KY Route 9 relocation holds promise for Campbell County, Newport

A highly anticipated plan to redirect portions of KY State Route 9 in Newport will take effect this spring, say representatives of the Kentucky Transportation Cabinet (KYTC).

The project, slated for completion in early 2017, will divert heavy traffic away from Newport's west side, enabling direct access to the riverfront from points south (via the AA Highway) and development of underutilized sites along the Licking River corridor. 

State lawmakers approved $29M in funding for the project, which included project design, right-of-way acquisition, utility relocation and construction cost. The KYTC will soon begin reviewing competing bids from area contractors.

The project will begin at Lowell Street in Newport, moving the existing Route 9 approximately two blocks west, and culminating in one of two planned roundabouts at the foot of the Taylor-Southgate Bridge to downtown Cincinnati. (The second roundabout will be located near the foot of Newport's Fourth Street Bridge to Covington.)

"The Route 9 project will have a huge impact on economic development opportunities for this important corridor," says Dan Tobergte, president and CEO of Northern Kentucky Tri-ED. "The enhancements to Route 9 will link future projects such as Ovation and the Licking River Greenway, and will greatly improve access to I-275 and 12thstreet in Covington."

Urban redesign in three phases

KYTC Branch Manager Bob Yeager said that the redesigned Newport section of KY9 will resemble a more urban space—with sidewalks, landscaped medians, and bike paths—than its rural southern sections (near Wilder and the I-275 interchange), which were recently widened and reinforced to accommodate increasing interstate traffic.

The project will also involve redesign of some public housing units affected by the change. Newport's City Manager Tom Fromme said, "This project is going to allow us to revamp and reinvent public housing as we know it in [Newport's] west end. I don't see a downside; this project is going to be a big benefit for Newport."

Of the demolition component, Yeager explained that the current plan — which calls for demolition of 73 existing structures — was the least intrusive of three that state officials considered. "In terms of getting from point A to point B with as little upset as possible, this was by far the plan that makes the most sense," he said.

"Currently, the project is broken down into three different construction phases," said Yeager. "The first one will start this year south of Ninth Street. The area north of Fifth Street is scheduled for next year, and finally, the area in between the two will be finished the following year."

KYTC Public Information Officer Nancy Wood said, "Once the southern leg gets going, we will have a better idea of what folks can expect and any safety features they might need to know about."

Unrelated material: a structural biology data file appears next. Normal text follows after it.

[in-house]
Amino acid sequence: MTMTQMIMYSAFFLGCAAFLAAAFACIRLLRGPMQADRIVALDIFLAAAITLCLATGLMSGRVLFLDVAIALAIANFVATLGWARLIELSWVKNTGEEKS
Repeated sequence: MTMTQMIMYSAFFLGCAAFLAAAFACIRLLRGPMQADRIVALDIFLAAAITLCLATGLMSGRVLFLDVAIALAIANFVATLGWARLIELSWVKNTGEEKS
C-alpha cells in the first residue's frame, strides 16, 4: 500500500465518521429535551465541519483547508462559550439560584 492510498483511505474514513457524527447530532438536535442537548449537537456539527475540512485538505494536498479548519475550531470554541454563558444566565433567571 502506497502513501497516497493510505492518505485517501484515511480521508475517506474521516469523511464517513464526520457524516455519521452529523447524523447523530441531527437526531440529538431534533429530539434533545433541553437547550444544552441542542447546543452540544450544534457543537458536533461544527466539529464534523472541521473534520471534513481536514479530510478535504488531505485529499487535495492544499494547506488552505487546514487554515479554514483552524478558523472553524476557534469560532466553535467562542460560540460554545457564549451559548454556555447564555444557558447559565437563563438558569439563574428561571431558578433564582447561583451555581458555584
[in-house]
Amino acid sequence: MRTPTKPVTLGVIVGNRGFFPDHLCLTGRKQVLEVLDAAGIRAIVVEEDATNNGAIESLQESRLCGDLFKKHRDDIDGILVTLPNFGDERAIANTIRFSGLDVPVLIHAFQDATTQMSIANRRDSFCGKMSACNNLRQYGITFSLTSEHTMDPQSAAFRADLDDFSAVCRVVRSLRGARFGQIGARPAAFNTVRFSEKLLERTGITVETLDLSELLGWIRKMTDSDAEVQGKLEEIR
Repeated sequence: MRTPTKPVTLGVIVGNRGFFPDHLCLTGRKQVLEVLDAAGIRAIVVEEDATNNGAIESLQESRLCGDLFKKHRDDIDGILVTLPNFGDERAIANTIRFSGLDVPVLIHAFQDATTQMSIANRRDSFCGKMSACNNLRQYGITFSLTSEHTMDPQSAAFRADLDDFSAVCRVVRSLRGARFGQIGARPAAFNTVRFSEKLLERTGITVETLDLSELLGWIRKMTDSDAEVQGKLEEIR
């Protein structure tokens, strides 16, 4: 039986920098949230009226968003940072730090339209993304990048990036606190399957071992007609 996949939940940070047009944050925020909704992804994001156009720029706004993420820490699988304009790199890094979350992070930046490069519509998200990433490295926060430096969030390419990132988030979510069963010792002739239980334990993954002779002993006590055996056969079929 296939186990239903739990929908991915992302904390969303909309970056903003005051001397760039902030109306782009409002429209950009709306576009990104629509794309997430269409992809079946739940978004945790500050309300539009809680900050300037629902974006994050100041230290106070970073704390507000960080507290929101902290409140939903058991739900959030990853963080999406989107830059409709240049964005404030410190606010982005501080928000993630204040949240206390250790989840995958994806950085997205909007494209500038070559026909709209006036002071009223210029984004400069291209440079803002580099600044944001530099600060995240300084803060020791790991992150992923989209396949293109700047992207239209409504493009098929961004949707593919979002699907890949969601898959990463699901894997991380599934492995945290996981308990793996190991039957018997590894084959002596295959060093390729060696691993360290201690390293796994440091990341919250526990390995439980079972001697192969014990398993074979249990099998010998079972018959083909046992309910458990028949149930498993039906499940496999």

According to the project's engineers, commuters should not be inconvenienced during construction, thanks to a street-grid layout that allows for one-block detours. Said Yeager, "By doing it this way, it should limit the number of intersections that [the traveling public] have to go through, and [the end result] will feel more like a through-corridor than a residential city street. The amount of time it takes the average traveler to commute should be much shorter."

All project inquiries should be directed to Wood at [email protected] or (859) 341-2700.

Paving the way for NKY business

"The Route 9 project is something that's been on the drawing board in Newport for well over 25 years," said City Manager Fromme. "Our goal has always been to relieve those neighborhoods in the west end of Route 9 traffic, and to draw new businesses to the Licking River areas."

Fromme's office is already fielding interest from prospective buyers and lessees. He sees the space along the planned roadway — which consists of some vacant buildings, but mostly unused land — as ideal for a large office campus or light manufacturing plant. Both prospects stand to bring a significant number of jobs to the area.

"You're looking at a flat, 20-acre site on a brand new four-lane highway with direct access to [interstates] 275, 471, and 75," said Fromme. "There's been a lot of interest from people wanting to open up new businesses as we speak. There are some exciting opportunities there."

Fromme also believes completion of KY9 will help revive the riverfront Ovation project, another long-awaited development that promises to feature upscale residential units and an entertainment complex at the confluence of the Ohio and Licking Rivers.

"We are very excited to see these transportation enhancements take shape and really transform this corridor," Tobergte said.
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